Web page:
Father & Daughter Both Happy Doing Their Own Things…

I interrupt the orderly sequence of events to report two pieces of good news…

Item 1: Eileen at Summer School

I dropped Eileen off at Trinity School, Teignmouth, on Saturday afternoon for her two-week English course at the summer school run by International Projects. Five days later and no contact from Eileen. No worries; no news is good news in these cases.

However, a worried mother in Hiroshima did not see it like that, so I emailed the school to find out how she was doing and received this reply straight back from one of the managers…

Eileen is fine! She found many friends already. There is one German girl whose mother is Japanese. Thus, she found quickly many friends. I have asked her already several times, whether she wanted to call you from our phone but she said she did not need to.

Quite right too! That is just how I wanted it to be. I do not even mind if she ends up speaking German better than English… 🙂

Item 2: Mission Accomplished At The British Chess Championships

My personal target going into the Week Two Afternoon Open Championship at the 100th British Chess Championships currently taking place at the Riviera Centre, Torquay, was to achieve one win and one draw out of five games. Today I won my second out of four games.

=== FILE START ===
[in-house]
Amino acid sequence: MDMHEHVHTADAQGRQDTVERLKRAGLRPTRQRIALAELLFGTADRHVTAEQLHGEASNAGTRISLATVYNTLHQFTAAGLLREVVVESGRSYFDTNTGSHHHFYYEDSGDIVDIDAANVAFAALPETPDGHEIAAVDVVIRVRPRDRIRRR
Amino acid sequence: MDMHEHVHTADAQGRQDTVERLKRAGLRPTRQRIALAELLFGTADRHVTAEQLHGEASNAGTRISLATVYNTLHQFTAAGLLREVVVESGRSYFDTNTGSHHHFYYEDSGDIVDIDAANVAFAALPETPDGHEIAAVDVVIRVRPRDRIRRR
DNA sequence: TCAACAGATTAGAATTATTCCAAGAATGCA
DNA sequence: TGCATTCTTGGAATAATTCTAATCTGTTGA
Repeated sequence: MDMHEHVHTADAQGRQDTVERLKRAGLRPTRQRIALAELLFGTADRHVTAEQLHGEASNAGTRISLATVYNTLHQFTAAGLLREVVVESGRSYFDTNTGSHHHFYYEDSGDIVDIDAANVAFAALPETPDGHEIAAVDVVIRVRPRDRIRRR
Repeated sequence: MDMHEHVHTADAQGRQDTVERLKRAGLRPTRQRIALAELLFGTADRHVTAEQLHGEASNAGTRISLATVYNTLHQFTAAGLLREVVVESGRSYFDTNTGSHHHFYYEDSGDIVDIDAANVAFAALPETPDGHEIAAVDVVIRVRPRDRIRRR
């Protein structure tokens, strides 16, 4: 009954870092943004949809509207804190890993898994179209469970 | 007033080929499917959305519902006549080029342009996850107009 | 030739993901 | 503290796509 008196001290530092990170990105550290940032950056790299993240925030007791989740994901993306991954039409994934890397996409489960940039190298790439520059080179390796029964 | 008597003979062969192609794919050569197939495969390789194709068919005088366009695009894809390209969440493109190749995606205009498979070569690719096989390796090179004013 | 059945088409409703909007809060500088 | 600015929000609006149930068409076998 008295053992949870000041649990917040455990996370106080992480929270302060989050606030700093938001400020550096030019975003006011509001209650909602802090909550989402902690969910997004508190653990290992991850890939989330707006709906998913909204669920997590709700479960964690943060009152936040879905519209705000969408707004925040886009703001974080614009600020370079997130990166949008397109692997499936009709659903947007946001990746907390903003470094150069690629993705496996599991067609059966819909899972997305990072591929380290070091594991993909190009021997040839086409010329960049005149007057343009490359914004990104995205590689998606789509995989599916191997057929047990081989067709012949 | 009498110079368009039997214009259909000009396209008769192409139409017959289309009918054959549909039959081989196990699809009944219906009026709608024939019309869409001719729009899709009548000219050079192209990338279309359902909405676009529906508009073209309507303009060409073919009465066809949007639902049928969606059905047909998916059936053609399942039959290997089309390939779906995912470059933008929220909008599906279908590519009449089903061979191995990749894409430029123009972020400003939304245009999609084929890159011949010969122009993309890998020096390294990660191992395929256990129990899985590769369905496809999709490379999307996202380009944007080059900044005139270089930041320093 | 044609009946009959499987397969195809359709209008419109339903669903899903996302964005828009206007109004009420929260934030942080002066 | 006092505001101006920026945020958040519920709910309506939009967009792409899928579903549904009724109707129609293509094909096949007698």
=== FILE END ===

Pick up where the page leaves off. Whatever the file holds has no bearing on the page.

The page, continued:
The rest of this post will only make sense if you know a bit about basic chess ratings:

2600+ = World Championship contenders

2400-2600 = Grandmasters and International Masters

2300-2400 = FIDE Masters

2200-2300 =  FIDE Candidate Masters and National Masters

2000-2200 = Candidate Masters and USA Experts

1800-2000 = Class A

1600-1800 = Class B

1400-1600 = Class C

1200-1400 = Class D

below 1200 = Duffer

  • On Monday I played my first game against a guy with an 1850 rating and lost in a game that went on for a few hours and 40-odd moves.
  • On Tuesday I played against a guy with a 1950 rating and lost in a game of similar length.
  • On Wednesday I played against a guy with a 1250 rating and crushed him. He was black and launched a wild, premature Knight and Bishop attack, just the sort of thing that I used to do!! He resigned when I forked his King and Rook just as we were moving into the endgame. 🙂
  • Today I was up against an 1785 rated player and beat him in about 30 moves. Actually, he made a blunder which allowed me to win a Knight in a tense dynamic struggle on the b and c files as I attacked his central Pawn and Knight formation.

Yesterday’s win was a scalp. Today’s is a trophy. It gives me two points, half a point above my target with one more game to go.

However, I think I will be up against a tougher nut tomorrow as the competition is run on the Swiss System, in which you are matched against a player with a similar result to your own in each round of the competition.

Thus, because I lost the first two games, I ended up playing a weaker player on Wednesday. I won that game and so today’s player was more likely to be a stronger player, and, having beaten him, I expect to be up against even stronger opposition tomorrow.

So far the competition has given me just what I wanted; the chance to play against experienced and highly rated players, while also having a reasonable chance of winning or drawing some of my games as well.